Lexington has tons of cool history, but it’s not just the super-old, colonial kind of history that makes the pioneer the perfect mascot for Transylvania. Our community has been the home of all kinds of inspiring leaders.
Take our city’s first female mayor, Pam Miller.
In the 1960s and ’70s, she was active in social justice movements for both environmental and women’s rights, joining groups like the National Organization for Women. The NOW is the largest feminist activism organization in the country – they facilitate calling campaigns to Congress, organize public demonstrations and educate the public on issues of diversity and gender equality.
Pam Miller was originally part of the feminist movement in California, but moved to Kentucky to continue her work as a political activist. In 1973, she joined Lexington’s City Council — making her the first woman elected to public office here. How cool is that?!
Twenty years later, in 1993, she became the first woman elected as mayor of Lexington, too. She served as mayor for ten years (two terms) and brought all kinds of great changes to the city. Miller is credited with accomplishments like:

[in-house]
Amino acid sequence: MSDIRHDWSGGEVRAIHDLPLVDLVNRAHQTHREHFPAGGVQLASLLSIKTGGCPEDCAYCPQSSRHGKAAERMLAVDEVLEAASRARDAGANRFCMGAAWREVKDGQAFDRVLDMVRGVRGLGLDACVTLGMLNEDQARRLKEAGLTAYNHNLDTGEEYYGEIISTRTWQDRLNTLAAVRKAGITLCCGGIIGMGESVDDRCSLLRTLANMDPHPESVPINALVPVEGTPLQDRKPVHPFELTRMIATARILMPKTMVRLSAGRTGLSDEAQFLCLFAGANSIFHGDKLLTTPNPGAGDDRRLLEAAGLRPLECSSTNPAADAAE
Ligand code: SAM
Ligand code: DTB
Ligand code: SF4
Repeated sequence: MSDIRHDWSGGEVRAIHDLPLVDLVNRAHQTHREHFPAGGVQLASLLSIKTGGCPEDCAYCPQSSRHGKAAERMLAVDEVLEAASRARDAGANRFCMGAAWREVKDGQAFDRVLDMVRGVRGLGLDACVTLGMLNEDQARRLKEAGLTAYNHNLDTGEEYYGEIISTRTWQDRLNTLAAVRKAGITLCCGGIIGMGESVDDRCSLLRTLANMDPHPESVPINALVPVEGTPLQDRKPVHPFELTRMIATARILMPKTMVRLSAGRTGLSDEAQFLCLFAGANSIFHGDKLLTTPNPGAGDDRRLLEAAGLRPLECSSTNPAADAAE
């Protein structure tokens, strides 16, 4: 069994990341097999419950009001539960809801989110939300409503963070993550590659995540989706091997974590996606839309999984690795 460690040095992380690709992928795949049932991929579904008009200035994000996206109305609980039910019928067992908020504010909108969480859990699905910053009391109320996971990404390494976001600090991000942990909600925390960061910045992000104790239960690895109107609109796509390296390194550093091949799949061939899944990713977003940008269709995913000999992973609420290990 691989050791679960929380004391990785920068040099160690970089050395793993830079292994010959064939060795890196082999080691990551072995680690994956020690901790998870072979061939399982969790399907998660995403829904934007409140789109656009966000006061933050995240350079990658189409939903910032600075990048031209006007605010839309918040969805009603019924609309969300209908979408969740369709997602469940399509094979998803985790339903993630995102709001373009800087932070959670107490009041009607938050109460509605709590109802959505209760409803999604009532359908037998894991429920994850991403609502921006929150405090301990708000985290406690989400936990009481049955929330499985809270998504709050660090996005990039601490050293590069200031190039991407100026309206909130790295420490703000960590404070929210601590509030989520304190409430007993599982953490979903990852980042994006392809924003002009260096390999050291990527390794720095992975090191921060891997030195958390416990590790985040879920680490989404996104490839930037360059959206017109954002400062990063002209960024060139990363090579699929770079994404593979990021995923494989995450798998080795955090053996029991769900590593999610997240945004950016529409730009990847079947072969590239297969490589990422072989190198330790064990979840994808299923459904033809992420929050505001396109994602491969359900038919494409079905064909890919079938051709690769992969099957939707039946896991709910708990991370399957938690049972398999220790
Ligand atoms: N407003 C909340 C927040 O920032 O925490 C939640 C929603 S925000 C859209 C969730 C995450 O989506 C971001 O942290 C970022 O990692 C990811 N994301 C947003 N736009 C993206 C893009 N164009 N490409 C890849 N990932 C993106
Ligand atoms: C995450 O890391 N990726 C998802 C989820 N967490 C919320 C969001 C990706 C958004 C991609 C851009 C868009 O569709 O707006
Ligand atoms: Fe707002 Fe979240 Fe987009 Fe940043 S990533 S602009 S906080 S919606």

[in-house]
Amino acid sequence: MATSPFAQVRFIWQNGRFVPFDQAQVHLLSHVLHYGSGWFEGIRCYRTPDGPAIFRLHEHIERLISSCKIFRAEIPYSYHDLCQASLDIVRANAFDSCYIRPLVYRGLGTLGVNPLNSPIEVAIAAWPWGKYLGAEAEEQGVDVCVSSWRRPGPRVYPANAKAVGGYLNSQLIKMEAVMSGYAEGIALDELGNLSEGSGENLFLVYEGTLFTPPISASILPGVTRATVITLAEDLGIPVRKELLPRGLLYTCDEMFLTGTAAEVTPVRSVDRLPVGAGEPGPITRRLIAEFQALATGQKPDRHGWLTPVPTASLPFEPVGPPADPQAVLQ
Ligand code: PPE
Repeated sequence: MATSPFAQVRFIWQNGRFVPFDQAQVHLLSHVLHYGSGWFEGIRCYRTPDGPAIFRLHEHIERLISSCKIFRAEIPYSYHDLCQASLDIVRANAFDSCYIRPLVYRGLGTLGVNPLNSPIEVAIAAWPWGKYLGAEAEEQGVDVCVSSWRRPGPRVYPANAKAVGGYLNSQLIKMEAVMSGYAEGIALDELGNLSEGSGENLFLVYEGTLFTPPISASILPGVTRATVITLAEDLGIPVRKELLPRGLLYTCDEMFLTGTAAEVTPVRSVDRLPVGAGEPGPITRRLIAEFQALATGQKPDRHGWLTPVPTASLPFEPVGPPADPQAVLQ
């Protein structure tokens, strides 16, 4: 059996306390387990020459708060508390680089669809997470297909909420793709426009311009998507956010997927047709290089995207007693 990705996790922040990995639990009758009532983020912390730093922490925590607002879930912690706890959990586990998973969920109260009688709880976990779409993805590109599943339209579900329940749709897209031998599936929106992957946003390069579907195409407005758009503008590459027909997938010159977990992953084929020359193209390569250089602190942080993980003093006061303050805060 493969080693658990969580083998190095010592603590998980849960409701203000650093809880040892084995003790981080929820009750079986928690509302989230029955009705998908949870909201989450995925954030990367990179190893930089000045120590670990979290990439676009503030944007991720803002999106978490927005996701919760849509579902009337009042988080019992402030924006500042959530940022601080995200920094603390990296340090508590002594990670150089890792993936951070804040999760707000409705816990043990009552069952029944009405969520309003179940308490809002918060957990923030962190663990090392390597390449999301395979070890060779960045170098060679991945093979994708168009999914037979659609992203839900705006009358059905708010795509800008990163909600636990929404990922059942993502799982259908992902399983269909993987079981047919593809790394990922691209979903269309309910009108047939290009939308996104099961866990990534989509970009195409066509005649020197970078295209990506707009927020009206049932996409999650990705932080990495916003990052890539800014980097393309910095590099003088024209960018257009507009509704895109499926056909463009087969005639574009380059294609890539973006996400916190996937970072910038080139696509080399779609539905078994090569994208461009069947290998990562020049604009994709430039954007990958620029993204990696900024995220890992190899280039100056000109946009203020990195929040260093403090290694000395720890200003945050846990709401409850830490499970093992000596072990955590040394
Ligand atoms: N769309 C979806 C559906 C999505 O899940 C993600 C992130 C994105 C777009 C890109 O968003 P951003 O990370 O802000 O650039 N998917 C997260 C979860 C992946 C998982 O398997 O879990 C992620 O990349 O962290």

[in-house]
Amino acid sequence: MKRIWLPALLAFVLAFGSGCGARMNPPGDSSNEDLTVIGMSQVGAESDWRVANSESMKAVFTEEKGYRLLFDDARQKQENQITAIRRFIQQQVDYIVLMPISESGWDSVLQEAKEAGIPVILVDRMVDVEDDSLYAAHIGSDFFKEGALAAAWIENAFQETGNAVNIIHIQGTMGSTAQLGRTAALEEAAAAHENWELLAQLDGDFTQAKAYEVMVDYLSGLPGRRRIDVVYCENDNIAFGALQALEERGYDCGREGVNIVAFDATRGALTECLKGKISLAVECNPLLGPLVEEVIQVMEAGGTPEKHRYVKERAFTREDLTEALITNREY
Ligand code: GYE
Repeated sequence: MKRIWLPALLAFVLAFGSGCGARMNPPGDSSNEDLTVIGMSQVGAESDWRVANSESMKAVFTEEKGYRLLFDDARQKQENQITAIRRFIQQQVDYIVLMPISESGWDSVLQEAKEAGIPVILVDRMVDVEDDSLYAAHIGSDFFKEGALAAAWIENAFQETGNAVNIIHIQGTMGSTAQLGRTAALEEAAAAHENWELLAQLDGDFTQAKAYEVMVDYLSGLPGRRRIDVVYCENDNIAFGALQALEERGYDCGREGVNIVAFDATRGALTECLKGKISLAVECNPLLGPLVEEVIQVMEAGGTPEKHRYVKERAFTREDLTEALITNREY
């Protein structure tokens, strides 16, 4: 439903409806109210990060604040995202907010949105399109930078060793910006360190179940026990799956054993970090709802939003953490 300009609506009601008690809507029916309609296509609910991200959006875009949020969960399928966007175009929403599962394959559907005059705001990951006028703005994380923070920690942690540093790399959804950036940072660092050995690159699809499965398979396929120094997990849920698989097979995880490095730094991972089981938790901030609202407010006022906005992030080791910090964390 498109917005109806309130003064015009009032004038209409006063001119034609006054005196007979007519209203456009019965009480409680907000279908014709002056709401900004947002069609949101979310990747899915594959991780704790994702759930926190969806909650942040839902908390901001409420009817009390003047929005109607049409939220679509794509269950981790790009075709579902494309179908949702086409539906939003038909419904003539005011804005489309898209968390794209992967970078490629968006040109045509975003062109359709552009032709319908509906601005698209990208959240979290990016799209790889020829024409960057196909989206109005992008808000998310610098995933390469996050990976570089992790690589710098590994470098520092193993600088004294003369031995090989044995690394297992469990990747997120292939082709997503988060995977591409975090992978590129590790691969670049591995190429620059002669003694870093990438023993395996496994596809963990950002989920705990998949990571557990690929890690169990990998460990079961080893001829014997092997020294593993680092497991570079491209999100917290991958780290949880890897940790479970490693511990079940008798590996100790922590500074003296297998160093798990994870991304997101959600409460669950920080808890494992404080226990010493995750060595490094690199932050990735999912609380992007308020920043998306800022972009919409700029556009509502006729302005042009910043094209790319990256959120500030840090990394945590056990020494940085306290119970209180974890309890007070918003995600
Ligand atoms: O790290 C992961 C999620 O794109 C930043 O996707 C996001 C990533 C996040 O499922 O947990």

- increasing arts programming
- developing the downtown commercial district
- making the city safer
- creating new programs for youth in the community
- improving environment education by encouraging more people to recycle
Since leaving the mayor’s office, Miller has remained active in both Lexington and Kentucky. She has served on the state’s Council for Postsecondary Education and was recently named the chair of that council. The CPE is a group in the state government in charge of reforms to the postsecondary and adult education system.
I’ve been researching Miller for a project in my Feminist Rhetorics class this semester and it has been pretty exciting to know that women’s political activism isn’t new to Lexington. Miller was even included in the book “Feminists who Changed America, 1963-1975.” There’s no denying that Miller’s work has brought positive change to our community and Lexington, and our state as well.
As a college student, it’s much easier to become invested in the life of the campus than the life of the surrounding community. That difference feels especially true in politics because most students are still registered to vote in their hometown, not in the city of their university. At a small school like Transylvania, it’s so easy to spend all your time on campus and rarely venture outside what we call the “Transy bubble.”
But after living in Lexington for almost three years, it’s obvious to me that our location in the city is one of the most unique benefits of Transy. We really are lucky to be in a campus and a community full of so many kinds of pioneers.